Arthur and Guinevere. Even before Lancelot arrives in the 12th century, there was Arthur. And Guinevere. And… Guinevere. And… Guinevere? Yeah, as you’ll read in my tweet thread below. In the Welsh Triads, some of the earliest known manuscripts that mention Arthur, our old king had three different wives named Guinevere. He also had three “favorite” mistresses, predicating the existence of “not-favorite” mistresses.
Guinevere gets a lot of flack. But she’s one of the oldest figures in Arthurian tradition. Some translate her name to “white witch” or “white wave” in Welsh.
And if you have trouble spelling her name, no big deal. You’d not be the first. Her are just some historical variants on Guinevere: Gweynhwyfar, Guennuuar, Guennimar, Ganhumara, Wenhauer, Gwenayfer, Genoivre, Gahunmare, Wenneureia, Guenievre, Gueneure, Gaynour, Waynour, Genure, Guenore, Gwenever, Gwendoloena, Ginover, Ginevra, Gweynnever, and Gwenever. And the modern name Jennifer comes from it.
In Queen of NOne I made a big, nerdy joke about Guinevere. In the Welsh Triads, there are THREE Guineveres. All wives to Arthur. That’s a bit much but… I made 3 sisters: Gweynevere, Hwyfar, and Mawra. All are based on the same name. Two marry him at one point, and the other is briefly betrothed to Arthur. This is my favorite portrait of her, by John Collier. So basically she’s Stevie Nicks…
Now, as to Arthur — check the twitter thread below for more!
Let’s talk #KingArthur, shall we? He’s the one that inspired the term Arthuriana.
The first mention of Arthur is not as a king, but a warlord. We’re talking about c. 800 here. He was listed as a “dux bellorum” — war chief or leader, who kicked Saxon butt.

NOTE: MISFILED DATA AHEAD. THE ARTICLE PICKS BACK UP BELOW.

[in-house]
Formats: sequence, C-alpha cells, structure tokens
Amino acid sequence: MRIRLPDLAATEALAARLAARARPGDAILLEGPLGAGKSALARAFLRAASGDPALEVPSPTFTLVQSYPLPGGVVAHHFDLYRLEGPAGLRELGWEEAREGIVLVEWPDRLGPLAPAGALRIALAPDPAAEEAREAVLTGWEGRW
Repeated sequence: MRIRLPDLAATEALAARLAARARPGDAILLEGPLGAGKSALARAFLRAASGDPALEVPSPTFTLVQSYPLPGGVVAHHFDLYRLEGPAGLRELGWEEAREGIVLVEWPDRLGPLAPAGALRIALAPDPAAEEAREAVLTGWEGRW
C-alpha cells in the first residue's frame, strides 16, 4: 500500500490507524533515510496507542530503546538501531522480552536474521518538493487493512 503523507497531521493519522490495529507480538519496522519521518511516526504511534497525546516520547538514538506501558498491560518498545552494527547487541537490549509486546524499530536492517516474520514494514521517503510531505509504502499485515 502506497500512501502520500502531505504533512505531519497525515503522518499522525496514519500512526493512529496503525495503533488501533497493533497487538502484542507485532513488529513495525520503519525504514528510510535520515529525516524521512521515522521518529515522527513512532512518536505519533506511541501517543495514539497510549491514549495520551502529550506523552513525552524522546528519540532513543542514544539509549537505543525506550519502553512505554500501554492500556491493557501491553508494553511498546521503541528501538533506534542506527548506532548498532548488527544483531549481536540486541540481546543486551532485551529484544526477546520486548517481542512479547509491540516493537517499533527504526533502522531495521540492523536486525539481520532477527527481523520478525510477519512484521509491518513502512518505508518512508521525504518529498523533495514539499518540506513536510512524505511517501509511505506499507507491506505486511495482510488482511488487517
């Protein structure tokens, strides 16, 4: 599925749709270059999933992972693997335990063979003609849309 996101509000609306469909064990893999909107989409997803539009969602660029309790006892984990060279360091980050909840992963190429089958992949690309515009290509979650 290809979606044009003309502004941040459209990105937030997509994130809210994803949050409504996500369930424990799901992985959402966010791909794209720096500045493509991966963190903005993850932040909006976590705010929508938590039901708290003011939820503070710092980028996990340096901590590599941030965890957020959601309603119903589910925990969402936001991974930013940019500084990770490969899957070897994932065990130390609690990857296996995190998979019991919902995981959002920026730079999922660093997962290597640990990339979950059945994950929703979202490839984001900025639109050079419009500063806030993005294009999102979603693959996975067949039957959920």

The name “Arthur” is sort of… up for debate? No one can really agree on what it means, though some indicate it could be “bear” but could also be “war-leader” — so that would mean he was like… Warlord Warlord.
Anyway, T.H. White called him Wart. And that’s my favorite.
The first full-fledged Arthur as king, complete with Guinevere, Excalibur, Avalon, Tintagel, was Geoffrey of Monmouth’s Historia Regum Britanniae…
Which, consequently, is also where Anna (from my book QUEEN OF NONE) appears. We’re talking the 1130s, here.
But then, as I mentioned last night when I was talking about the growth of Arthuriana and names and language, Camelot/Carelon becomes an amoeba.
We get more Latin tales, more French tales, and that’s when the love triangle and the real, deep chivalric themes show up.
And, as @fugitivehistor1 points out — all of this is highly political. Norman influences change Arthur. He becomes a Fisher king almost. His story ceases to be the central tale, save for his betrayal, the incestuous affair he has with Morgaine, and his going away to Avalon.
In some ways, Arthur’s narrative really struggles in subsequent retellings–he becomes a plot point.
But there are some VERY good Arthurs out there. In particular, as I said, Wart from T.H. White’s “Once and Future King” is just about perfect.
I am also very, VERY attached to Sir Richard Harris’ Arthur in CAMELOT (which is also a retelling of T.H. White–and so is the Disney SWORD IN THE STONE).
Bernard Cornwell’s WINTER KING Arthur is also neat, and the warlord version they tried to do in that awful KING ARTHUR film
The Arthur of QUEEN OF NONE is gay. In this, I wanted to pay homage to T.H. White, who was also queer.
This Arthur is used to getting what he wants, when he wants. He’s the golden child, after all. But he is a bit simple, dazzled by what he’s inherited and built.
As Lance puts it in the book:
“[Arthur] is a man of contradiction. A man half in love with life yet resigned to the gruesome truth of death and decay. He worries a great deal that his grasp will fail, and he will cease to be all he has been prophesied.”